No coach-class here -- Boeing, Bigelow offer look inside future spaceships

Boeing, Bigelow show possible future of commercial space services

While most of the attention to future spacecraft seems to focus attention on what the exterior of the ship looks like, Boeing and Bigelow Aerospace this week offered a look at what the interior of their respective systems.

Boeing's Crew Space Transportation (CST)-100 can hold a crew of seven and will be bigger than the Apollo capsule but smaller than NASA's Orion, which is also still under development. 

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By the looks of it you won't confuse the interior with that of a Boeing 737.

"Designing the next-generation interior for commercial space is a natural progression. A familiar daytime blue sky scene helps passengers maintain their connection with Earth," said Rachelle Ornan, regional director of Sales and Marketing for Boeing Commercial Airplanes in a statement.

The CTS-100 should be able to launch on a variety of different rockets, including Atlas, Delta and Space X Falcon.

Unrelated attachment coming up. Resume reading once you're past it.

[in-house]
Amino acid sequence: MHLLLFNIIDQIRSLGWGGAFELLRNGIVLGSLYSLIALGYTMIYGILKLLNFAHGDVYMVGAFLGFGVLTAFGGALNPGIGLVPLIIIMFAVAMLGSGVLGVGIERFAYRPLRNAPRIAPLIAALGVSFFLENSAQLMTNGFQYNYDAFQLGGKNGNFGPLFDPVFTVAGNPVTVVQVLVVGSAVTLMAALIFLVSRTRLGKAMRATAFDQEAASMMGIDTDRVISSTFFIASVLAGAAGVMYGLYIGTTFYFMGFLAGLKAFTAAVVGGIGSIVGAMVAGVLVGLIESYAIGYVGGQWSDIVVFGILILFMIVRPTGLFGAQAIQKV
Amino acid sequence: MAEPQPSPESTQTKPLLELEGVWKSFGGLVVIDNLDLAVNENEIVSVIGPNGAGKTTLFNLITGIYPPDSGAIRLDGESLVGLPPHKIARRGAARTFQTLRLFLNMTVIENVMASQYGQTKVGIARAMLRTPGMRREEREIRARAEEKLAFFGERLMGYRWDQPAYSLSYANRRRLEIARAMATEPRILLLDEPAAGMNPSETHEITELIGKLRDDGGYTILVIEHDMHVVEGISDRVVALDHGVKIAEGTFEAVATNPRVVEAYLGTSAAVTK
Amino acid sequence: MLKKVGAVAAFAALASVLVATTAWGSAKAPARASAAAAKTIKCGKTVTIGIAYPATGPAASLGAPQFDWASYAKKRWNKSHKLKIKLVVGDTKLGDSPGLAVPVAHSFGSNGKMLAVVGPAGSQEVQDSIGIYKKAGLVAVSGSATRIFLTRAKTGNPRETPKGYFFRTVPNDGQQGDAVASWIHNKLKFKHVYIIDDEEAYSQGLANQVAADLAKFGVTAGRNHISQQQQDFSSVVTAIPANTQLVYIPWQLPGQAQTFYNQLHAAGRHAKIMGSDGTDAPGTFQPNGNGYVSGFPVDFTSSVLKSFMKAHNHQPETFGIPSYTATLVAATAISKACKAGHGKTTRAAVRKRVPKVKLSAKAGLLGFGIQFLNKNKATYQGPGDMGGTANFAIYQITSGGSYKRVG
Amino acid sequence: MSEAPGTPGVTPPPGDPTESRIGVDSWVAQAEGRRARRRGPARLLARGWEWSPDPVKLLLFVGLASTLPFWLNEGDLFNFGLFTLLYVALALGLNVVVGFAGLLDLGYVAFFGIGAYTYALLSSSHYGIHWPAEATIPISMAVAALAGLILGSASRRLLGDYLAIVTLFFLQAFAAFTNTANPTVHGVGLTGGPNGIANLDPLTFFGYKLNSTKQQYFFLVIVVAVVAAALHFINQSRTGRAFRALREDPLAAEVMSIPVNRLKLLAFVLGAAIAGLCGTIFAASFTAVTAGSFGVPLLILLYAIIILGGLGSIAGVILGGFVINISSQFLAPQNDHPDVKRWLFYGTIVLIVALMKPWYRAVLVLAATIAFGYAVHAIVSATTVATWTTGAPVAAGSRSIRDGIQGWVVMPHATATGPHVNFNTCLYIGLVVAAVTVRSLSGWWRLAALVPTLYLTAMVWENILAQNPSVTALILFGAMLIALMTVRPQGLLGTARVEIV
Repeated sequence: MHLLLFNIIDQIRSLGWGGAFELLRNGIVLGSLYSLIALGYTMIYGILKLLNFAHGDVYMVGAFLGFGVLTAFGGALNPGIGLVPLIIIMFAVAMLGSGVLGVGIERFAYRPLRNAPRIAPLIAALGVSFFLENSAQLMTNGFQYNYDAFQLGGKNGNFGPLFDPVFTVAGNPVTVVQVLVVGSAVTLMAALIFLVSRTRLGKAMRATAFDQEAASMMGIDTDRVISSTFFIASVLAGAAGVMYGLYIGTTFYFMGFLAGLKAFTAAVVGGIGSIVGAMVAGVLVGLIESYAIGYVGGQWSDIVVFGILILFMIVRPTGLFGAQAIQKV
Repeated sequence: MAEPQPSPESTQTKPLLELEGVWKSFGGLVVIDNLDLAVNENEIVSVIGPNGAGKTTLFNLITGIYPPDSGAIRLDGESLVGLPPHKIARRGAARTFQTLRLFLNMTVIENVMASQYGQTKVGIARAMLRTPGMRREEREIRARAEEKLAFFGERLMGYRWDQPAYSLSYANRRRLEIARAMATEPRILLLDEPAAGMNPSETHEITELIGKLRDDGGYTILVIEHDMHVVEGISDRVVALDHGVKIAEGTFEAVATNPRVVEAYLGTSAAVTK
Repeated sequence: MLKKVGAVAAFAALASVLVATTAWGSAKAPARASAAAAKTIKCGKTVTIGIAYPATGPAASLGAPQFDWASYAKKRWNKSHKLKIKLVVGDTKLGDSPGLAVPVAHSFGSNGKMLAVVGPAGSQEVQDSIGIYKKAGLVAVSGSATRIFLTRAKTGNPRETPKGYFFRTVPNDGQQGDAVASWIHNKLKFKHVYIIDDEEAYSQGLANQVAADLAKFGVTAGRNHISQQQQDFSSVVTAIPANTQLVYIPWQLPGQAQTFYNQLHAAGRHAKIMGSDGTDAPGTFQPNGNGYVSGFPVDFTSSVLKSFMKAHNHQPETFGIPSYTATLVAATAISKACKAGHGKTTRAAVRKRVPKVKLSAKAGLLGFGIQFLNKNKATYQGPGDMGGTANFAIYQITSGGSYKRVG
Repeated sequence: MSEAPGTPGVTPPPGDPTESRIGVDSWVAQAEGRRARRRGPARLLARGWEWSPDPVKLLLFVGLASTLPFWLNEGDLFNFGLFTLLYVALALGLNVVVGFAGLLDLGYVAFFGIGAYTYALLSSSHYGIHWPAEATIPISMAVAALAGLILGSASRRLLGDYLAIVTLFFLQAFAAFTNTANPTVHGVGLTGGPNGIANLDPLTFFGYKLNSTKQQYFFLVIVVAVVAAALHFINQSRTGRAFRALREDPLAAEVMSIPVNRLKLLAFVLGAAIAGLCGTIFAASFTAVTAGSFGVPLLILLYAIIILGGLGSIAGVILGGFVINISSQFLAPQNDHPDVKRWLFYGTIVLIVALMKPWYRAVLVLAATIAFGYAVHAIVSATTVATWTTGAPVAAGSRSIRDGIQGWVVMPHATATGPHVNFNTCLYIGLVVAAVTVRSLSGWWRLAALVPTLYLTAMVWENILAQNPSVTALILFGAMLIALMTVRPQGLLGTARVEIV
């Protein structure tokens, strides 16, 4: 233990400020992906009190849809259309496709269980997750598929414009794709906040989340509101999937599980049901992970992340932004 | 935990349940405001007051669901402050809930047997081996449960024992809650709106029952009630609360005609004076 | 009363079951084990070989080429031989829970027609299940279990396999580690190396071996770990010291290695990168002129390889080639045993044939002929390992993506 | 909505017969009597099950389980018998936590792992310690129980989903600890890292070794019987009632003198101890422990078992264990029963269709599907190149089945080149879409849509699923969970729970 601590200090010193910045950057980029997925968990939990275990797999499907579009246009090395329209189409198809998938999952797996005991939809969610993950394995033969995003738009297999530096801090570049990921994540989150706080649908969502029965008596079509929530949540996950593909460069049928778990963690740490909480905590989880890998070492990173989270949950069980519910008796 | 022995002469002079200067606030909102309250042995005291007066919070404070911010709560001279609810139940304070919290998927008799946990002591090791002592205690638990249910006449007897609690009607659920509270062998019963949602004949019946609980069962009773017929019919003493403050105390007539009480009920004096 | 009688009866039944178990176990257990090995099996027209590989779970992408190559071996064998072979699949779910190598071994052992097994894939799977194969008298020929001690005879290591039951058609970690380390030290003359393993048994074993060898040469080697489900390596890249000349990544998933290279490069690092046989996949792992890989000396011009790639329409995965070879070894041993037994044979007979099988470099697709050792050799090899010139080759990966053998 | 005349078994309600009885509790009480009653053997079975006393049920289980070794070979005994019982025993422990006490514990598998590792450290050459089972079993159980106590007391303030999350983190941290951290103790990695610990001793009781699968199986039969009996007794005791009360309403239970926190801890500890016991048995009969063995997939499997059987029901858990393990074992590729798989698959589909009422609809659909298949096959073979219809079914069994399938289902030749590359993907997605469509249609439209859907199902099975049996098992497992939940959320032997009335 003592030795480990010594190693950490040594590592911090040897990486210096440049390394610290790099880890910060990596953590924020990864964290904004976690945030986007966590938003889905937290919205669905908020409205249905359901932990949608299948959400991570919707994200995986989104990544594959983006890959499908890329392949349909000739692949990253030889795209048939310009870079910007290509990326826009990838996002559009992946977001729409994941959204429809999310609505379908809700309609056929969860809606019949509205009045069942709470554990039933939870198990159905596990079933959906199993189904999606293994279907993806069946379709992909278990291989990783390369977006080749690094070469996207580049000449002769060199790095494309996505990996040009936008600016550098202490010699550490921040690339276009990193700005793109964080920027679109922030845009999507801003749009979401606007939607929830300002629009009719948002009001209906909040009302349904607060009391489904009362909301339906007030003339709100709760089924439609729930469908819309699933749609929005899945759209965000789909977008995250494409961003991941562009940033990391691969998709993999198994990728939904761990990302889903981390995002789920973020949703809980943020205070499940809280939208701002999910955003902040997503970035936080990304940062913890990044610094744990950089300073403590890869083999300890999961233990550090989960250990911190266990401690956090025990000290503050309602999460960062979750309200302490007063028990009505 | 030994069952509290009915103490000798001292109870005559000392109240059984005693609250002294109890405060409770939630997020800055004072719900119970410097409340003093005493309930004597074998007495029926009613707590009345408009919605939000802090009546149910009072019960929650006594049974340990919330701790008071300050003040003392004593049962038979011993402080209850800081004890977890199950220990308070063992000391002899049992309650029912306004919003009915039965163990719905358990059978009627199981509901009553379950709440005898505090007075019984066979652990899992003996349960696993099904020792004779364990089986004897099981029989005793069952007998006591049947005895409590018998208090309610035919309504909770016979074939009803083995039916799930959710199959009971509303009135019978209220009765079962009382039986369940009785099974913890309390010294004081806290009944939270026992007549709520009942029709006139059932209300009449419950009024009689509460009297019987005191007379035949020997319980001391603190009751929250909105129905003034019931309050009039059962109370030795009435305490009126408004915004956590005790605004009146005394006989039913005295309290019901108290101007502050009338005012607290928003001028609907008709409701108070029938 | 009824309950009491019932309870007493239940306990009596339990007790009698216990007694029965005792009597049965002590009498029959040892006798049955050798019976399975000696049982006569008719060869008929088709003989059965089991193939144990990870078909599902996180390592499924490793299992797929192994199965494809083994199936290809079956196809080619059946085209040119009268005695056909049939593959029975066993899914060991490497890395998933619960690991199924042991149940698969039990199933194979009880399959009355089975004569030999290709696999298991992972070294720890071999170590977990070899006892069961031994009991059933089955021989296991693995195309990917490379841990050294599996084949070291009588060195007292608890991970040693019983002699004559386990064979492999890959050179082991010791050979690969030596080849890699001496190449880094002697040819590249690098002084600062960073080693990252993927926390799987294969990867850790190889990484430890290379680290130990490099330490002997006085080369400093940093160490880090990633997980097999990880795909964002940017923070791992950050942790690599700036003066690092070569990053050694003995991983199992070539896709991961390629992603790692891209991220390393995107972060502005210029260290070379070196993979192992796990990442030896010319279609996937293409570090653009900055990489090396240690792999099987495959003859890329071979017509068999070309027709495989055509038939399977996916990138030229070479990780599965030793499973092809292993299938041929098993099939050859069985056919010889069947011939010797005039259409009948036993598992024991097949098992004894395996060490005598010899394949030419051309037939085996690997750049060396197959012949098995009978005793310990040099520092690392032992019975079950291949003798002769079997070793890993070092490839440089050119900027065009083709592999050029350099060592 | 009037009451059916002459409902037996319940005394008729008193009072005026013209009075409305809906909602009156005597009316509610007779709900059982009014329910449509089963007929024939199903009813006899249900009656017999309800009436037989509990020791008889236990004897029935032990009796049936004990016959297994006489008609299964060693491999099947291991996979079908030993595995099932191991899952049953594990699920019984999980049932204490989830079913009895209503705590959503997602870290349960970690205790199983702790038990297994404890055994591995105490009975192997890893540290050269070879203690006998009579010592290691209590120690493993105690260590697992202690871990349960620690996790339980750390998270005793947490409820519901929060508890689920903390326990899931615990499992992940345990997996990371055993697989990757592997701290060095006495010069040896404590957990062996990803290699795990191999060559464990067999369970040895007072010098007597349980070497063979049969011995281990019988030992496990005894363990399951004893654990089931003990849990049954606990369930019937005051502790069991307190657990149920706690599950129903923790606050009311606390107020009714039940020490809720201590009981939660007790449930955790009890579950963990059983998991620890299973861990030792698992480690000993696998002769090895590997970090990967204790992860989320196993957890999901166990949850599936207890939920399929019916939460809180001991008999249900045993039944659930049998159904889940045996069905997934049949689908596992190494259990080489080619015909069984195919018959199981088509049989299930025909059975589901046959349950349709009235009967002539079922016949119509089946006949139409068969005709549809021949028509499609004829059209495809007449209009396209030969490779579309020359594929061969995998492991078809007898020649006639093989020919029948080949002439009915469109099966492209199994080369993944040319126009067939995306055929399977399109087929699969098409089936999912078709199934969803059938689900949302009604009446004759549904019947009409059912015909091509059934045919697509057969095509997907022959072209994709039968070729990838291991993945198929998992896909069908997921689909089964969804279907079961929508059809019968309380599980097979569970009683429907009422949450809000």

Boeing is in high-stakes competition develop a commercial spacecraft with Sierra Nevada and SpaceX.   All three companies have received the lion's share of NASA financial support through its Commercial Crew program.

Boeing has said from the beginning of CTS development that it envisions the spacecraft supporting the International Space Station and future Bigelow Aerospace Orbital Space Complex systems in particular.

Meanwhile Bigelow showed off one of its "expandable habitats," which are inflatable spacecraft that can function as independent space stations or be connected together in a modular fashion to create an even larger and more capable orbital space system.

Specifically Bigelow showed the interior of its BA 330 which can hold up to six people.

NASA last year awarded a $17.8 million contract to Bigelow Aerospace could bring the company's smaller inflatable space station components to the International Space Station. The smaller inflatable system called the Bigelow Expandable Activity Module, or BEAM could be launched to the station using a commercial cargo flight and robotically attached to the orbiting laboratory.

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